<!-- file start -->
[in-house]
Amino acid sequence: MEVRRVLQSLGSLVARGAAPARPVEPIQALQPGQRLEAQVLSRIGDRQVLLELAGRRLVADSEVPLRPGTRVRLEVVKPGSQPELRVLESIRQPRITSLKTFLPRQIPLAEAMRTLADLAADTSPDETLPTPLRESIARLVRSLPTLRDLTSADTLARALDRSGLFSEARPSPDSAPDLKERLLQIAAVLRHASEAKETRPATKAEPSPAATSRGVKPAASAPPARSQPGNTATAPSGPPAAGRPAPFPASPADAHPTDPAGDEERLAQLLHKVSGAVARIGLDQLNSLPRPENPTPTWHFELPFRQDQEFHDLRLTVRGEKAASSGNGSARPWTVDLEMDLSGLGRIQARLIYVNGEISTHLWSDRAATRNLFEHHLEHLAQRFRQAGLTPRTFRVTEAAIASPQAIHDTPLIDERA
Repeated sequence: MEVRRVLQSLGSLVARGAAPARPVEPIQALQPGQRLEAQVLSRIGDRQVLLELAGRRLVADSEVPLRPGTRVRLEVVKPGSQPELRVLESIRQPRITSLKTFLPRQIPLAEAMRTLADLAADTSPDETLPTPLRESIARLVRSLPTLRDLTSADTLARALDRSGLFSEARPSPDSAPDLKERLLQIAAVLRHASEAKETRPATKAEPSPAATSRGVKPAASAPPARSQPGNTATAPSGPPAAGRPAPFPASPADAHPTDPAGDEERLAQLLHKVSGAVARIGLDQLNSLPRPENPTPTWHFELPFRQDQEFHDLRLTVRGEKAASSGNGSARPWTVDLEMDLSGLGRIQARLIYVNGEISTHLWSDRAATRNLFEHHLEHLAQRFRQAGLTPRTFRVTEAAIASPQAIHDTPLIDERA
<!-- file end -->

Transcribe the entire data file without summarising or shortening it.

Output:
[in-house]
Amino acid sequence: MEVRRVLQSLGSLVARGAAPARPVEPIQALQPGQRLEAQVLSRIGDRQVLLELAGRRLVADSEVPLRPGTRVRLEVVKPGSQPELRVLESIRQPRITSLKTFLPRQIPLAEAMRTLADLAADTSPDETLPTPLRESIARLVRSLPTLRDLTSADTLARALDRSGLFSEARPSPDSAPDLKERLLQIAAVLRHASEAKETRPATKAEPSPAATSRGVKPAASAPPARSQPGNTATAPSGPPAAGRPAPFPASPADAHPTDPAGDEERLAQLLHKVSGAVARIGLDQLNSLPRPENPTPTWHFELPFRQDQEFHDLRLTVRGEKAASSGNGSARPWTVDLEMDLSGLGRIQARLIYVNGEISTHLWSDRAATRNLFEHHLEHLAQRFRQAGLTPRTFRVTEAAIASPQAIHDTPLIDERA
Repeated sequence: MEVRRVLQSLGSLVARGAAPARPVEPIQALQPGQRLEAQVLSRIGDRQVLLELAGRRLVADSEVPLRPGTRVRLEVVKPGSQPELRVLESIRQPRITSLKTFLPRQIPLAEAMRTLADLAADTSPDETLPTPLRESIARLVRSLPTLRDLTSADTLARALDRSGLFSEARPSPDSAPDLKERLLQIAAVLRHASEAKETRPATKAEPSPAATSRGVKPAASAPPARSQPGNTATAPSGPPAAGRPAPFPASPADAHPTDPAGDEERLAQLLHKVSGAVARIGLDQLNSLPRPENPTPTWHFELPFRQDQEFHDLRLTVRGEKAASSGNGSARPWTVDLEMDLSGLGRIQARLIYVNGEISTHLWSDRAATRNLFEHHLEHLAQRFRQAGLTPRTFRVTEAAIASPQAIHDTPLIDERA